The Dangers of a Domestic Life

When I was young, I promised myself I wouldn’t learn to cook because I didn’t want to be a housewife. The majority of my existence, I suppose, has revolved around wanting to be free, wanting to avoid domesticity. I haven’t wanted to be tied down by possessions, relationships, or negative thoughts that I couldn’t do whatever I wanted to do. Perhaps this is why I fell in love with the Beat Generation and their fervent rejection of the common belief system in the 1950s. They didn’t want wives (well, most ended up marrying only to have a constant influx of lovers), houses, kids, or to live square lives inside of square walls. I would have been a perfect Beat Poet, only I’m not a man, and my poetry could use some work.

The main objectives in my life: to travel, to write, to love, and to be free. Many people who see me struggling toward a life on the road tell me, “Grow up. Settle down. Life is not a vacation.” And to that I politely retort, “Fuck that. This is my life, and this is what makes me happy. Just because I’m in my thirties doesn’t mean I have to be boring.”

Anyhow, I digress. Over the years, I’ve discovered that I love to cook. Especially since I became vegan in February of this year, I prepare my own meals on a daily basis. (Don’t get me wrong, if I weren’t frugal and saving for my next trip, I’d eat out everyday. After all, Portland is the land of fat vegans. Just look at me! 😉 ) Cooking is a sort of meditation on what I’m putting into my body. It’s an art, and one that can help you save a ton of money while on the road.

As with anything, there is a downside to cooking. It is DANGEROUS! I recently moved into an old Victorian house, and everything is old school. There’s a little chute for your laundry to chuck it into the basement, the bathroom has an original claw-foot tub, and the stove/oven unit stopped being produced in 1938, which means it’s probably from the late 1800s, early 1900s. The brand, ironically, is called “Favorite.”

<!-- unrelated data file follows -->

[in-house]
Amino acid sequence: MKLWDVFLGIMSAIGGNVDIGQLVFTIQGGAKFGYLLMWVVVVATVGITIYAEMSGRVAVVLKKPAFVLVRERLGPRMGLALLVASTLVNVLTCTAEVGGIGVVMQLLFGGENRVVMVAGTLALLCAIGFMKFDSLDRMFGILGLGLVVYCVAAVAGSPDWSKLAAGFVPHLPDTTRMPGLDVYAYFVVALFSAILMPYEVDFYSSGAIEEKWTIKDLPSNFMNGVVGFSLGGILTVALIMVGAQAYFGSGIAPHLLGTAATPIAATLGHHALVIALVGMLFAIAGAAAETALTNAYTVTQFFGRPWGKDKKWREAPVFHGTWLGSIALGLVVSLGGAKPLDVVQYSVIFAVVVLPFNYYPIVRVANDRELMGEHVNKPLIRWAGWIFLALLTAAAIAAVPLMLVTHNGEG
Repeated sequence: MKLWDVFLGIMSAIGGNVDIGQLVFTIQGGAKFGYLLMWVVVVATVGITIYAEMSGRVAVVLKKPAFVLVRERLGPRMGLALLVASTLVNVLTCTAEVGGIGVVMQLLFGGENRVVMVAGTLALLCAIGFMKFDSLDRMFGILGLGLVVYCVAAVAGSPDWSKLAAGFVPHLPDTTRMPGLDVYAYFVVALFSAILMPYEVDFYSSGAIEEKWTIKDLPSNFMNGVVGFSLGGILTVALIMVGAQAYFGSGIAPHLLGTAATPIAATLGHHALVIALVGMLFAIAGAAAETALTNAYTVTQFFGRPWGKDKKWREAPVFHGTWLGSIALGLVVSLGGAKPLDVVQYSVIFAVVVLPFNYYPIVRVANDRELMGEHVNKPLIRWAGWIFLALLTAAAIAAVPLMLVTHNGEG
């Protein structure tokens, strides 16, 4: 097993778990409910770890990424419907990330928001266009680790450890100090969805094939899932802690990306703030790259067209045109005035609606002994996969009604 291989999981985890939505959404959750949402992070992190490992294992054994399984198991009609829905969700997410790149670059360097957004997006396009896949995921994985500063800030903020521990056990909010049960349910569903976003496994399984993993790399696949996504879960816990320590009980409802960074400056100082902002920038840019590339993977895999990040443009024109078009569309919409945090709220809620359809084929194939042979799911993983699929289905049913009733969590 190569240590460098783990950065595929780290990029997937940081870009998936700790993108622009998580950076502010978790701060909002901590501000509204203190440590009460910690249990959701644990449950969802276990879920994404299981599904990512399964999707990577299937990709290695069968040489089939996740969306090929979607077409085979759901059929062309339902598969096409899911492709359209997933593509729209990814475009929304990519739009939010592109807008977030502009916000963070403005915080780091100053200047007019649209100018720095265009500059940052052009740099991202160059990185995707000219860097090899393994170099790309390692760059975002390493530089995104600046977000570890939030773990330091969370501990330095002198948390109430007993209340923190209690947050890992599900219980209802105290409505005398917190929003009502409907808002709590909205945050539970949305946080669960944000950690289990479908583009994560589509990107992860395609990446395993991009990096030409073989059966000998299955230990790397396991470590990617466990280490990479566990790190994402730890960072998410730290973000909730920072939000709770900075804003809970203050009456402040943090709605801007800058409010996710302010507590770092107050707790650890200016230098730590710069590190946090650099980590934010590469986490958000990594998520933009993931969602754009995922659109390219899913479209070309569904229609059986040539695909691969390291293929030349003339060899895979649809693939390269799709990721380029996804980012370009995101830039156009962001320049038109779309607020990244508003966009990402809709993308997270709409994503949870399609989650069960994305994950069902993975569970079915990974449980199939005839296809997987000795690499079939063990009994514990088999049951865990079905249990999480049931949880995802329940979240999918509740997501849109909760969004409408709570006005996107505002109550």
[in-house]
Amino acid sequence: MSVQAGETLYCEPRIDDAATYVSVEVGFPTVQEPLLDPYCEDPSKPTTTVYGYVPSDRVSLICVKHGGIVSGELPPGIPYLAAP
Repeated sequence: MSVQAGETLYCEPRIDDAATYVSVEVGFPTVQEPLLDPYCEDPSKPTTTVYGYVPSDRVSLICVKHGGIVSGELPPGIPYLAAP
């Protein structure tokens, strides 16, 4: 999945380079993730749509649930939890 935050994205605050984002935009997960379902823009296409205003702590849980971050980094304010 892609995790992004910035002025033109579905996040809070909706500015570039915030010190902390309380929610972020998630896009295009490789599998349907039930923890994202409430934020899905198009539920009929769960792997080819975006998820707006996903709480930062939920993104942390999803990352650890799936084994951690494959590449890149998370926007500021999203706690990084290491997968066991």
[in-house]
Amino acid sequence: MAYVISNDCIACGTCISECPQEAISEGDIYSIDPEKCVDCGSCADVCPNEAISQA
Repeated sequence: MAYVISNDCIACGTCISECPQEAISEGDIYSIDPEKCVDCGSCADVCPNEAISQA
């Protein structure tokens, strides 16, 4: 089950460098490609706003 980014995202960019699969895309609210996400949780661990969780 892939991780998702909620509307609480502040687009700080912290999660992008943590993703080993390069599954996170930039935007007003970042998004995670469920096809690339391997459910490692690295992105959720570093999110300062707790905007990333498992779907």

Heed the powers of the "Favorite" oven!

Heed the powers of the “Favorite” oven!

Last week, I saw my life flash before my eyes. No, it was literally a blanket, a deluge of flames that rushed upon me. I hadn’t yet used the oven, and couldn’t get it to turn on. I was making vegan nachos, and because I didn’t have any faux cheese, I decided to make a recipe that was based around broiled eggplant. The oven was preheated to 450 degrees. The smell of gas permeated the room. The damn oven wouldn’t turn on. I stuck my head in the oven, trying to figure out what was going on. Sylvia Plath’s death flashed into my mind, and I extinguished that thought immediately.

Aha! I had used a gas stove before. All I needed to do was use a cooking lighter. I found one in the drawer, and it worked! The next moment, as I stuck my hand in the oven to light it, all I heard was an ear-thumping “whoooosh!” as the air popped with conflagrations. My hand hurt like hell. My face stung. I smelled burnt skin and hair. I was terrified to look at myself. Looking down, I saw that my clothes weren’t on fire. I rushed to the bathroom, doused my hand in cold water, and peered anxiously into the mirror. My eyebrows were still intact, but my eyelashes were half their usual length. My sideburns and a few hairs on the crown of my head had been singed off. The hair on my right forearm was gone, and my hand felt like it was still on fire.

After one week of healing. Saying that I got lucky is an understatement!

After one week of healing. Saying that I got lucky is an understatement!

Still, I exhaled in enormous relief. My whole face could have been scarred for the rest of my life. I could have lost my eyesight. I could have set the house on fire. I could have died. And then it hit me- that’s how life is. We take its permanence and cozy safety for granted, especially while living off the road. Our whole existence could change in a matter of seconds. This is no fucking joke. We all need to take advantage of each moment we have and do what’s important to us.

Lesson learned: Domesticity is seriously dangerous business. And if I die, please let it be while I’m exploring some distant foreign country- not cooking EGGPLANT IN THE KITCHEN!

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